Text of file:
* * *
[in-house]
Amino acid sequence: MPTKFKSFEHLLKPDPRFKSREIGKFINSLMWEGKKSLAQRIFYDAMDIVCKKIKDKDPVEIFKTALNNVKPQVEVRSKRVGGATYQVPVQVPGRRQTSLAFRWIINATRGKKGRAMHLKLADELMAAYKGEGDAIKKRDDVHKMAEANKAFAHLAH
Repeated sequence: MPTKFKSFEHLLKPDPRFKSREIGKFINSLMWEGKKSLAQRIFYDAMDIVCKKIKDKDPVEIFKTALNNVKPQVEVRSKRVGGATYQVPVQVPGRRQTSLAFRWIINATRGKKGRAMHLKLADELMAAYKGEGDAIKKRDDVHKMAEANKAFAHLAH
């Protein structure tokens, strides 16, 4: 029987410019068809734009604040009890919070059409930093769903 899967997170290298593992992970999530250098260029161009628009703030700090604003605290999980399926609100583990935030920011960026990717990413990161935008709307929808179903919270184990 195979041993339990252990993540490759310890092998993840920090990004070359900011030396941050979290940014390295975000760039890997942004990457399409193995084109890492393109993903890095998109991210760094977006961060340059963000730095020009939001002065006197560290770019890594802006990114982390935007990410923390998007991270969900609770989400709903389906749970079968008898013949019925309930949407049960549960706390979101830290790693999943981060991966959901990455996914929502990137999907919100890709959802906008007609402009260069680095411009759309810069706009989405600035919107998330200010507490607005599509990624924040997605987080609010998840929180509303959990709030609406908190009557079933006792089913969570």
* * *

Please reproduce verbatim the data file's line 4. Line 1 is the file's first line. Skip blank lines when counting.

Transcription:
């Protein structure tokens, strides 16, 4: 029987410019068809734009604040009890919070059409930093769903 899967997170290298593992992970999530250098260029161009628009703030700090604003605290999980399926609100583990935030920011960026990717990413990161935008709307929808179903919270184990 195979041993339990252990993540490759310890092998993840920090990004070359900011030396941050979290940014390295975000760039890997942004990457399409193995084109890492393109993903890095998109991210760094977006961060340059963000730095020009939001002065006197560290770019890594802006990114982390935007990410923390998007991270969900609770989400709903389906749970079968008898013949019925309930949407049960549960706390979101830290790693999943981060991966959901990455996914929502990137999907919100890709959802906008007609402009260069680095411009759309810069706009989405600035919107998330200010507490607005599509990624924040997605987080609010998840929180509303959990709030609406908190009557079933006792089913969570």